I have always done this.Mainly for convenience. However it has just occurred to me would it be safer to store my 2FA codes in a separate app such as Authy. ?
I store a couple in 1Password, but mostly use Duo Mobile, which has a nice Watch app, and can generate passcodes and respond to push requests.
If your password for, say, Amazon is compromised, then having 1Password generate 2FA doesn’t reduce your security, as the bad person would still need your 1Password password to generate the 2FA passcode.
If they have your 1Password password, you’re pretty much done for.
Definitely. 1Password copies the current code to the clipboard when you fill in the password so there whole operation becomes seamless.
Yes…but…my worry is what if somebody gets access to your 1password. Unlikely but not outside the realms of possibility. At least if you are storing the 2FA elsewhere there is some protection.
There are security reasons not to store your 2FA in your password keeping software.
But there are sanity reasons to store your 2FA in the same software you store your passwords.
Allowing texted 2FA to your mobile is in my opinion a worse security issue than storing Time Based one time passwords in 1Password.
I’ve been doing it for years and have no concerns.
I understand your thinking, and to a certain extent could agree.
But if the app is one the same device (usually phone) there’s no real security win.
If that one gets stolen having spread stuff around apps does not make you much safer.
I use 1Password myself. It satisfies my 2FA (or multi factor) needs because there’s a separate password to access the app, and I can get at the web interface in case my phone is lost.
I would define 2FA as having two items from this list:
“what you are”, “what you have” or “what you know”.
1P on my iPhone is my “what I have” and the password to 1P is 1 part of “what I know”, the other part being the password in 1Password to the site of app. (taking a little bit of liberty with definitions, I know…)
My touch- or face-id would be the what I am, but that’s secondary in this case because that is used to unlock 1Password.
In the case of 1P being compromised I would be far more worried about access to my email accounts than anything else. If someone controls those it would be trivial to reset your 2FA on your account. And in that case Authy would be useless.
(also; 1Password would probably contain your Authy protection pin/master pass anyway)
Storing 2FA info in 1Password doesn’t bother me.
I assume hackers are more interested in stealing my info in a batch with several million other users’ by compromising bank servers, etc., than they are interested in taking the time to hack into my or someone else’s account one-by-one.
Ahh, but wouldn’t it also be used to unlock a separate 2FA app? Or are we suggesting using a manual password on the Duo or Authy type app?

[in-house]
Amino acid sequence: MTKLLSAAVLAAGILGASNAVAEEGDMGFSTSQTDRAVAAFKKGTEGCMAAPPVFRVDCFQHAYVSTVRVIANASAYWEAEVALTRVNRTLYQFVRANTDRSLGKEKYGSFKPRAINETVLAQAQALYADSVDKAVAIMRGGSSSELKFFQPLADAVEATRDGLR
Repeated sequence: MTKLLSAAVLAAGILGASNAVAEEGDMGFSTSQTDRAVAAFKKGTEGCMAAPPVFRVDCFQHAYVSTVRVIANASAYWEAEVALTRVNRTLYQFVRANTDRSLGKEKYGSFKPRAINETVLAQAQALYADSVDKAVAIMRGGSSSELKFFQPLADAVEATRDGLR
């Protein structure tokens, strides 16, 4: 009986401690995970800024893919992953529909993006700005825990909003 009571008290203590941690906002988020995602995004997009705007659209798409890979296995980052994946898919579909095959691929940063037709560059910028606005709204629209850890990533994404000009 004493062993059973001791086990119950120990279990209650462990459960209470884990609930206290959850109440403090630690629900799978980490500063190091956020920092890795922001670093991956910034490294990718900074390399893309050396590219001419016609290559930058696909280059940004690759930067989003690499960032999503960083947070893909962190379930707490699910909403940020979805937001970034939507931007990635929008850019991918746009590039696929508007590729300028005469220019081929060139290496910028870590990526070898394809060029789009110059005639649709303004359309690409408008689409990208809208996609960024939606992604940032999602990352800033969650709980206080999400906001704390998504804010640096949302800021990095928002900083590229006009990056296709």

I’ve been storing 2FA in 1Password as well. I don’t really have any worries about it. 2FA is not a complete solution either and comes with its own risks. I trust the code in 1Password way more than having it texted to me, which is the only option some sites offer. That said there is always a degree of risk and never complete unhackable security to begin with. You have to balance security, risk, and convenience no matter what.
I store my 2FA codes in 1Password except for my 2FA code for my 1Password account, which is stored in Authy.
The daily practical usefulness of 1Password auto-filling 2FA-codes outweighs any concerns I have about putting them in the same place, and even if someone did manage to get my Master Password and my 1Password.com account key (both of which are highly unlikely), they still would need to get my Authy 2FA code before they can get into my 1Password.
1 Password works well and the convenience is great. For accounts that really matter I recommend a hardware token.
For a totally unconventional idea, I rarely use 2FA and do not enable it on most things. I do not store the few 2FA codes I do use in 1PW either.
There is no point in storing 2FA codes since they expire, usually in 30 seconds.
Having a 2nd factor authentication significantly increases the security of an account. Even if it’s Only via sms witch has a risk of sim swapping.
Not having all eggs in one basket is a valid concern. So using an outside system makes sense for hi risk accounts. In witch case I advocate for a hardware token if possible.
My admittedly high-effort work-around to the SMS-only 2FA is this: I created a separate gmail account and Google Voice # for SMS-only 2FA and set text messages to be emailed to one of my primary email addresses. Imperfect for sure, but at least I’m not giving out my personal cell phone number.
High effort and imperfect, maybe. But an interesting solution to giving out your cell number. I often wonder as I fill in that field… My hope is that these are not the companies that sell or spam my phone number.
Why not do both?
I have several 2FA in Authy and 1Password. The ones I hate are the ones that only offer sms, which is terrible for many reasons.
There sure is, because no one is ever getting in to my device.
I know this is an old thread, but I think it’s worth commenting. Some banks (and Zelle) won’t accept a VOIP number like Google Voice provides. Probably it’s an extra security measure, though unfortunately many banks don’t support 2FA apps, and only do 2fa through texts. Which is where Apple’s code auto fill shines, as well as platform lock in since you can’t autofill those codes in any other browser.
not to mention, banks also doesn’t allow accessing the clipboard for 2FA and worst, some doesn’t like password managers.